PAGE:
At 47, Rick Wagoner became the youngest CEO in the history of General Motors last week. And he's surrounded by at least 10 vice presidents aged 50 or younger.
But Wagoner still has to ensure GM shakes off its image as a slow-moving, lethargic organization.
He may have to recruit more senior managers from outside - such as Anne Asensio, the ex-Renault designer who joined GM in May. Meanwhile, GM is looking for replacements for chief financial officer Mike Losh, and at least four other key executives.
But if GM is still seen as a sluggish enterprise in the USA, its European operations have seen the beginnings of a product turnaround. After the success of the seven-seat Zafira minivan, several exciting new products are set to be launched. There's the Speedster sports car, the new Corsa, the new Vectra, a new Omega, and a six-seat mini-MPV which incorporates many of the packaging innovations seen on the Zafira.
Wagoner has pushed GM's electronic-commerce initiatives, particularly the creation of its e-GM business unit in 1999. But he must continue to work out how to use the Internet and the latest communication technologies to boost vehicle sales and streamline GM's manufacturing and distribution operations.
Wall Street analysts say Wagoner and company need to address at least three other crucial issues:
Stock price: GM's stock briefly topped $94 per share, but recently fell back to reality at about $70. Still, it is outperforming Ford and DaimlerChrysler.
Market share: GM's hot passenger-truck business has kept its US market share from falling further. But GM needs more bold new vehicles before it can push its share back over 30 percent.
Partnerships: GM has taken equity stakes in Fiat and Subaru, increased its stakes in Saab, Isuzu and Suzuki, and is bidding for Daewoo. The Fiat tie-up is likely to result in future platform and powertrain sharing, and significant purchasing and distribution synergies in Europe.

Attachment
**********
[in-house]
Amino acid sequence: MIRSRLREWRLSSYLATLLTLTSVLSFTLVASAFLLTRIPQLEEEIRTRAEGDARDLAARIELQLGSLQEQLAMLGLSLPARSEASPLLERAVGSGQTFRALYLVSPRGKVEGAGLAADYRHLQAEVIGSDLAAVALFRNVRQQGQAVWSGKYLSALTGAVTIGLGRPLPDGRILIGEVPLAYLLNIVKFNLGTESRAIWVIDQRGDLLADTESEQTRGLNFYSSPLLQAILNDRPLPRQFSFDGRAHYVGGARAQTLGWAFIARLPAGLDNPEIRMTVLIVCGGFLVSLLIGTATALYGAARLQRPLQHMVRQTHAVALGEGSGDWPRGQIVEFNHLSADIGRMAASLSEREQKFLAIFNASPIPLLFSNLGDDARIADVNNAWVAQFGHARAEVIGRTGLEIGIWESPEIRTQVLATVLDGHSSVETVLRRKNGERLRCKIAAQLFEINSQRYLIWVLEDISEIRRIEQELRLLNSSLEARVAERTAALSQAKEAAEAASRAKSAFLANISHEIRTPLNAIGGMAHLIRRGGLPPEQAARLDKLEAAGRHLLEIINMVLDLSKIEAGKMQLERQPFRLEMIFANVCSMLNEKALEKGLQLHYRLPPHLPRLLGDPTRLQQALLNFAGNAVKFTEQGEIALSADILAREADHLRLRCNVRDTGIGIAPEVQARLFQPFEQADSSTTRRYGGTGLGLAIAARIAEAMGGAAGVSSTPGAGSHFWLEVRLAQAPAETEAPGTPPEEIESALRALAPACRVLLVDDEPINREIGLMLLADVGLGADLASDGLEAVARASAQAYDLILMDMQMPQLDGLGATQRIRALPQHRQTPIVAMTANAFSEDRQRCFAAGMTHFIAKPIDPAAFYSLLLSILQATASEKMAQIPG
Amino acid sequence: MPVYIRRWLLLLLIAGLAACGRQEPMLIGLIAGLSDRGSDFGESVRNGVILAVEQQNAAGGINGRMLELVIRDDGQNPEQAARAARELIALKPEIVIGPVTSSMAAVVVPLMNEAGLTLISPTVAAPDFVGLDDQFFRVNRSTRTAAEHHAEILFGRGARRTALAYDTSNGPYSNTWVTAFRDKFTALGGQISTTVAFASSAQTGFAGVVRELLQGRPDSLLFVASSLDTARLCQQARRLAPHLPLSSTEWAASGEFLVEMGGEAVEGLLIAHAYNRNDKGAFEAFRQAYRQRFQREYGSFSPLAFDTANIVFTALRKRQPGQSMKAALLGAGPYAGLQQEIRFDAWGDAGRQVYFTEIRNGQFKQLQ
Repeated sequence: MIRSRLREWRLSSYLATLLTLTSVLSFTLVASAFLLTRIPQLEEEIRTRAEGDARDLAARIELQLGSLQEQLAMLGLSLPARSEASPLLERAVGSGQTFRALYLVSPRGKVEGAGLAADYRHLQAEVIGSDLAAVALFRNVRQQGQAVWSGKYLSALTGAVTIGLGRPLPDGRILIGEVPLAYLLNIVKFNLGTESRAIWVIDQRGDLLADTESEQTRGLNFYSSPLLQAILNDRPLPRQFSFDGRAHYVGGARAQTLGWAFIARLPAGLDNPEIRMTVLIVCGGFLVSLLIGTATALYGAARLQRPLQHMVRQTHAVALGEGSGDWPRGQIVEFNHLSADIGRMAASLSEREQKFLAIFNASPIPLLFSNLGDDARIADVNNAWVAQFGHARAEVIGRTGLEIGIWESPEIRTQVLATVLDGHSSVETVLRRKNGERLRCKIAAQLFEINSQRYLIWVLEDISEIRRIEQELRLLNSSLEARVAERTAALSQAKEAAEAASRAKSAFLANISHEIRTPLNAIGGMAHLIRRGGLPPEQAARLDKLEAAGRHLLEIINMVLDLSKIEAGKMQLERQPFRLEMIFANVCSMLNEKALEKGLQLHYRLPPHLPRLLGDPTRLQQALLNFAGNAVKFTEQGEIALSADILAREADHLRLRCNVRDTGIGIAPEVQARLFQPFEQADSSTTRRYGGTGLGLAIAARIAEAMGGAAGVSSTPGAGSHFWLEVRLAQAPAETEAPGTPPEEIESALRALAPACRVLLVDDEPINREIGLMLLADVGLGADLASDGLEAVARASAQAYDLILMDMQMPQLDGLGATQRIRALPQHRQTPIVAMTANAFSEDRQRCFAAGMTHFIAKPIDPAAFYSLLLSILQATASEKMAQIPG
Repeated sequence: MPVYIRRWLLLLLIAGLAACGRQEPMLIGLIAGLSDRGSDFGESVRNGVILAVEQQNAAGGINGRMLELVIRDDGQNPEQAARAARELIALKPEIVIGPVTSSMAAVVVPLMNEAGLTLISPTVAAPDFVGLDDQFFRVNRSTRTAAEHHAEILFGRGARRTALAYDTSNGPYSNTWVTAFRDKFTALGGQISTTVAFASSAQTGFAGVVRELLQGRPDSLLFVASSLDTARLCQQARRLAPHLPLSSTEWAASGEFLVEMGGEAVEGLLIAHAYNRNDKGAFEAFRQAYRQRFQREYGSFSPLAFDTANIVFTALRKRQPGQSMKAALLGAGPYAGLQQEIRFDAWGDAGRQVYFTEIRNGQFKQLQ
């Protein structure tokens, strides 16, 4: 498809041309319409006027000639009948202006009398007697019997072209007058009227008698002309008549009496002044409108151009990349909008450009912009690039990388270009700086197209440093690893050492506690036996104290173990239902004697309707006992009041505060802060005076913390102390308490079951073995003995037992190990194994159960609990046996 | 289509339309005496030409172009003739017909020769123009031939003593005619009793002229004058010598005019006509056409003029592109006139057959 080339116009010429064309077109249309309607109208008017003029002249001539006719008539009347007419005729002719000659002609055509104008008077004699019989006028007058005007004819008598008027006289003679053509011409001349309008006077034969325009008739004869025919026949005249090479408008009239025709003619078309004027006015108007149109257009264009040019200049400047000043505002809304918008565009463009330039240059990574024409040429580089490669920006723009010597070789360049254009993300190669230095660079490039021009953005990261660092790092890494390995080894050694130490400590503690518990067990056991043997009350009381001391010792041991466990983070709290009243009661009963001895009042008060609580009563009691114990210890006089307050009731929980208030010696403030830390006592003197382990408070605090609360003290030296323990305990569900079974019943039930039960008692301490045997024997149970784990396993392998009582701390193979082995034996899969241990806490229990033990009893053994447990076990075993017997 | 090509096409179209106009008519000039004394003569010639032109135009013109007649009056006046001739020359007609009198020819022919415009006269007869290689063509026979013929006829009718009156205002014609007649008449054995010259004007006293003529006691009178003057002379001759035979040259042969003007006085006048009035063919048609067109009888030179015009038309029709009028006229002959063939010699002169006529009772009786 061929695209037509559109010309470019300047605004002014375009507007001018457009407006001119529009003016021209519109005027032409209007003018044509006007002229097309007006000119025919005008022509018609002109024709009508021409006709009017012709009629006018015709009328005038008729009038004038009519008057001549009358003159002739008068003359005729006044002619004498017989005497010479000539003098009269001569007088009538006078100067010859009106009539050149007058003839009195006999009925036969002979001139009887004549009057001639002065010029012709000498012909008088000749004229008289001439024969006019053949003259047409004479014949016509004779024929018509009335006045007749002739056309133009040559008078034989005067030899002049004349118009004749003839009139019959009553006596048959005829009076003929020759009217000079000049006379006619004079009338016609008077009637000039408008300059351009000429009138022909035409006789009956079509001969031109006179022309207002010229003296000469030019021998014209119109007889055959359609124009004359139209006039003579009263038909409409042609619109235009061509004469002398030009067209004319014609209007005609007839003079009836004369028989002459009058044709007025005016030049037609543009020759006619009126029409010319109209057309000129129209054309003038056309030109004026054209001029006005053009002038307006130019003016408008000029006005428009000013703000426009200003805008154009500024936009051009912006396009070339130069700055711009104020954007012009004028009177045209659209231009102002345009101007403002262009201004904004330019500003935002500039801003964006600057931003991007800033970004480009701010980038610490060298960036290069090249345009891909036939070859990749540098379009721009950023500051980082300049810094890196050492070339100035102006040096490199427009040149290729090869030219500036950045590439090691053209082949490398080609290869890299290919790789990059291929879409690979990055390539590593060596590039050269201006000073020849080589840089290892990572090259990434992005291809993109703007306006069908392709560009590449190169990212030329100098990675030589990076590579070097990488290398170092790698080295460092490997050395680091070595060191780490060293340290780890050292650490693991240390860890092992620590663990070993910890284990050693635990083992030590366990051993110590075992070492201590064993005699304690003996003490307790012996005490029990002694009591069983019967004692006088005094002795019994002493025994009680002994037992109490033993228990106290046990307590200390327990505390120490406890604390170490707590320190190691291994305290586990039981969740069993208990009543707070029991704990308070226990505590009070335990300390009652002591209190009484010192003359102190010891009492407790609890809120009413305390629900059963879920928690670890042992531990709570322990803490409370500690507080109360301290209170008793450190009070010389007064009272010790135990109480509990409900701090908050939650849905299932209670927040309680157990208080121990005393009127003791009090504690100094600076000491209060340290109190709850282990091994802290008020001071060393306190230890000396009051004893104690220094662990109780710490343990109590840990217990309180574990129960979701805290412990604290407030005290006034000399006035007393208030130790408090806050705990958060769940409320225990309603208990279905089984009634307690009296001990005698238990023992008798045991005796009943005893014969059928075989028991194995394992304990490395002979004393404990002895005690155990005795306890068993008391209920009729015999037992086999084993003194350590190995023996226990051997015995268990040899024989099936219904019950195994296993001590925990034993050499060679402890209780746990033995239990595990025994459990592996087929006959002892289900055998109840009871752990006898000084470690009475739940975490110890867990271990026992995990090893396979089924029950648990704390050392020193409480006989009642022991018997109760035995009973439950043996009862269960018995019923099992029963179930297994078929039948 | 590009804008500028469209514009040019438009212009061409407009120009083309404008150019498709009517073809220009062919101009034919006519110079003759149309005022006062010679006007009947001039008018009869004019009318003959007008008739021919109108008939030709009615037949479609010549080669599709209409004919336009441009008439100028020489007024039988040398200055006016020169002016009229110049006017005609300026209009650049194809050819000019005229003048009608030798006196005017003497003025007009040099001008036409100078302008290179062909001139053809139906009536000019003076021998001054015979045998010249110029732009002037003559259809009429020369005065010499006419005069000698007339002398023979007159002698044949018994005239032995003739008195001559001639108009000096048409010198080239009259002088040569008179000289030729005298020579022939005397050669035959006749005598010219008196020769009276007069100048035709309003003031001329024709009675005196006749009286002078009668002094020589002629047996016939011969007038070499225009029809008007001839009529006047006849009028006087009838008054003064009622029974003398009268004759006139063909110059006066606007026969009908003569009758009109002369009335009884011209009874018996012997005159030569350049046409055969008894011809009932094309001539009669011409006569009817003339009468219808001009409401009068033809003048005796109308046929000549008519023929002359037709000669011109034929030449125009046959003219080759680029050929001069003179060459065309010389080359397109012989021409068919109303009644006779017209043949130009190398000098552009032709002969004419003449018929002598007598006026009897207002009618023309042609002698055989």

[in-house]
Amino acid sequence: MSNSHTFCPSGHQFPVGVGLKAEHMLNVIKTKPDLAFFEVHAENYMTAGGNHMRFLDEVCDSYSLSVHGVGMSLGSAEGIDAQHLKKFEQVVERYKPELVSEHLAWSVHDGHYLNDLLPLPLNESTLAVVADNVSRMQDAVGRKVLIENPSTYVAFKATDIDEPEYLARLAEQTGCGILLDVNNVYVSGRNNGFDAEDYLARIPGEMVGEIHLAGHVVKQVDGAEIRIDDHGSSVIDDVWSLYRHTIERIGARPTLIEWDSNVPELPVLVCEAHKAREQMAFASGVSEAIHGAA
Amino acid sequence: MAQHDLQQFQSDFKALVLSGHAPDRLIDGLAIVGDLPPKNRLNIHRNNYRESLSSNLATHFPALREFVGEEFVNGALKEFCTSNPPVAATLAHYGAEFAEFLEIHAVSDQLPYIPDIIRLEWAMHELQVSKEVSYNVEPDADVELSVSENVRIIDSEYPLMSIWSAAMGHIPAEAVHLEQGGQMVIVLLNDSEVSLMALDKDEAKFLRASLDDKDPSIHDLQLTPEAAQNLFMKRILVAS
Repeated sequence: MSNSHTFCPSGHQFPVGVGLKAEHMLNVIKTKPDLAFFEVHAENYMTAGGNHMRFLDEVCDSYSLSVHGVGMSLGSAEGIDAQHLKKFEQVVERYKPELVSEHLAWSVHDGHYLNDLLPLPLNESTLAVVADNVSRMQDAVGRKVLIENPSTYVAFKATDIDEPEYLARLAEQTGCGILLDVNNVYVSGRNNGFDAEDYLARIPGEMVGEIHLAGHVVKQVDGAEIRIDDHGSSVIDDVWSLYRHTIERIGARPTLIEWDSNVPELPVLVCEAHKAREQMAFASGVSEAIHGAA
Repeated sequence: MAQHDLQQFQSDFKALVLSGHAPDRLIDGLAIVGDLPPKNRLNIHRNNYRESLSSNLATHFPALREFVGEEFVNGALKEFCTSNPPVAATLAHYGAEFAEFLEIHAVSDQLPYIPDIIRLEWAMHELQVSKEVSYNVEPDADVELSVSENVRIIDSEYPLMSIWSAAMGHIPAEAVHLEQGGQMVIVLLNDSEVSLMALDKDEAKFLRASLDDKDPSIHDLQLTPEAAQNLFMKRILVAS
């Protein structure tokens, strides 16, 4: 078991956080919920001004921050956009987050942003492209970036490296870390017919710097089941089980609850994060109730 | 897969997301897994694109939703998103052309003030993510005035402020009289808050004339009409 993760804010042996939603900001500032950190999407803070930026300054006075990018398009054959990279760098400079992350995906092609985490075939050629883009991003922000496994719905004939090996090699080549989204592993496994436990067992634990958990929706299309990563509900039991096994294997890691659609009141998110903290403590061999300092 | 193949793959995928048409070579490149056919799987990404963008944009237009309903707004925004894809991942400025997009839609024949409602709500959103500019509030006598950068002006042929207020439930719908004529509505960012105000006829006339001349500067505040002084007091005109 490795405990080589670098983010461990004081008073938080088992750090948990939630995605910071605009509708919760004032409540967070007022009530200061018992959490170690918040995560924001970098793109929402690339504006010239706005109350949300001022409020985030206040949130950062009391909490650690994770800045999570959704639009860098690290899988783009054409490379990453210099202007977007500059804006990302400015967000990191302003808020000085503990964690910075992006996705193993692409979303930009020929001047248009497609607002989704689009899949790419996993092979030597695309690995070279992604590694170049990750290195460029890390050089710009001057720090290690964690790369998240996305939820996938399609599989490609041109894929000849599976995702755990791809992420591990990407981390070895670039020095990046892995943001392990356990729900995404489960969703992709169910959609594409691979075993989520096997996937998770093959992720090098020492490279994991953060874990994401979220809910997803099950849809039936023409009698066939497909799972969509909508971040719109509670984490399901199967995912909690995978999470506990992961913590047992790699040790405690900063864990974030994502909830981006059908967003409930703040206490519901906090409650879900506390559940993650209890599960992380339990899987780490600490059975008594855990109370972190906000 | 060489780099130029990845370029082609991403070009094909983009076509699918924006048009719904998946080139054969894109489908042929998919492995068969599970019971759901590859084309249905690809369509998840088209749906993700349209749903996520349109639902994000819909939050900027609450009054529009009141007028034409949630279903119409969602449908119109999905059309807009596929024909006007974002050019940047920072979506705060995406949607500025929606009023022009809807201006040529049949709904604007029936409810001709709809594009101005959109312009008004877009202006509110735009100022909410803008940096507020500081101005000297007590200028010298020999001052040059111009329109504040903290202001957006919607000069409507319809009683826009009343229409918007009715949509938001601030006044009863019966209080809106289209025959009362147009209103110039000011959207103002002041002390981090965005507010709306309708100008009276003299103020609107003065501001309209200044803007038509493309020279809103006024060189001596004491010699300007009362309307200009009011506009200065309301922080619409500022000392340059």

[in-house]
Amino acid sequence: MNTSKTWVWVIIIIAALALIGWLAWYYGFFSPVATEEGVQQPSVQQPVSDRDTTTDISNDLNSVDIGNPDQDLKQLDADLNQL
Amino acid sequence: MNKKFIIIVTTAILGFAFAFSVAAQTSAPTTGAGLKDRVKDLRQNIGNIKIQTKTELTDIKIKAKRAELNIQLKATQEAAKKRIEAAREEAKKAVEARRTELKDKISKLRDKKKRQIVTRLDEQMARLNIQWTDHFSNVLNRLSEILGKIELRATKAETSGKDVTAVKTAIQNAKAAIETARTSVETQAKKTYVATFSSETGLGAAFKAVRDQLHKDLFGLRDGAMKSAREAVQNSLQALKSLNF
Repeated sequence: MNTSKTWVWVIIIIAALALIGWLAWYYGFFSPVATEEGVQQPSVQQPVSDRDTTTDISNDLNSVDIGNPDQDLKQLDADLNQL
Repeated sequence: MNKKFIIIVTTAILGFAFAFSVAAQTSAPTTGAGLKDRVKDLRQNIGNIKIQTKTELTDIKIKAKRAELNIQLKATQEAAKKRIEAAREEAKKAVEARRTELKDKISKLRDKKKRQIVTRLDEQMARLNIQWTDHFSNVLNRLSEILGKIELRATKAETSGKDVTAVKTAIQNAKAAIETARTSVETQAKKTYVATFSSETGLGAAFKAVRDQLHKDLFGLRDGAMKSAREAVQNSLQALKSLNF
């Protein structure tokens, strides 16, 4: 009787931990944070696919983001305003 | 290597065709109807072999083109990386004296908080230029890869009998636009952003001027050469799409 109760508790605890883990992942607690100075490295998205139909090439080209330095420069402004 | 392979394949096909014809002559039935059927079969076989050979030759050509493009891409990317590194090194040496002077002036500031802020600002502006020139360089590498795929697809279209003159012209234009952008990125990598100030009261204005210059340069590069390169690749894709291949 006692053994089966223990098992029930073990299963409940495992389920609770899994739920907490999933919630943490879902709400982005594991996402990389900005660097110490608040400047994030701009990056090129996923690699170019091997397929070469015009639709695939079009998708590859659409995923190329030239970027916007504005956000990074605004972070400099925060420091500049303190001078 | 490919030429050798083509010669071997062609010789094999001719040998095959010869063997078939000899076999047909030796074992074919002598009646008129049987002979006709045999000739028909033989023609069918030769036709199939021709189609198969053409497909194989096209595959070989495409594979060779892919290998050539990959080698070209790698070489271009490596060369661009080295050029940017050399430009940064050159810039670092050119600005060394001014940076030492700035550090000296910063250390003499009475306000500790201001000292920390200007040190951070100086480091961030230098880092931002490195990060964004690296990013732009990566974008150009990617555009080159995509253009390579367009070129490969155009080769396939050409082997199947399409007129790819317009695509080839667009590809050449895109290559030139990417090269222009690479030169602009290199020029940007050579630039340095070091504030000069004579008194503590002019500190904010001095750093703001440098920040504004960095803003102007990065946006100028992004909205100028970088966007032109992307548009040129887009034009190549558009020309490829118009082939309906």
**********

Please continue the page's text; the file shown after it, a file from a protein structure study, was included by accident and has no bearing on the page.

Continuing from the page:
With Chairman Jack Smith, 62, now focusing more on GM's relationship with its board of directors and its dealers, Wagoner has free reign to reshape the company as he likes.
But don't expect a revolution. Wagoner was one of Smith's key deputies when Smith and former Chairman John Smale took over GM in 1992. Since then, Smith put Wagoner in charge of reorganizing GM North America and, for the last two years, GM worldwide.
GM officials credit Wagoner with driving GM's global operations to work together as one company and in 1998 consolidating GM's leadership into the 18-member Automotive Strategy Board. Wagoner heads the board.
In early 1999, Wagoner gave his staff the ultimatum to come up with an e-commerce plan within 90 days. The result was the uniting of GM's Internet activities under e-GM, partnerships with several dot-com companies, and an initiative to move all purchasing online.
Wagoner over the years also has surrounded himself with his peers. Those in key positions include:
Mark Hogan, 49, president of e-GM. Hogan graduated with Wagoner from Harvard University's MBA school in 1978.
John Smith, 49, vice president and general manager of GM Service Parts Operations. Smith graduated from Harvard University's MBA school in 1977.
Larry Burns, 48, vice president of research, development and planning. Burns has reported directly to Wagoner since 1996 as director of North American product planning.
Mike Burns, 48, president of GM Europe.
'Rick approaches everything with an incredible amount of energy. He's results-oriented, without question,' said John Smith, who got to know Wagoner during basketball games at Harvard.
'He was competitive, but more importantly he was a team player,' Smith said.
At GM, Wagoner refuses to hog the spotlight. That has led auto analysts to wonder who exactly Rick Wagoner is and whether the 23-year GM veteran can make a clean break with GM's stodgy, bureaucratic past.
'I would like to see fresh blood from outside GM in the senior executive ranks,' said David Bradley, an auto analyst with J.P. Morgan Securities. GM's last high-ranking hire from the outside was Executive Vice President Ron Zarrella eight years ago, Bradley said.
Upcoming retirements could create openings for outsiders and young GM insiders. Executives nearing retirement age include Don Hackworth, 63, who heads GM's Car Group, and Wayne Cherry, 62, vice president of design.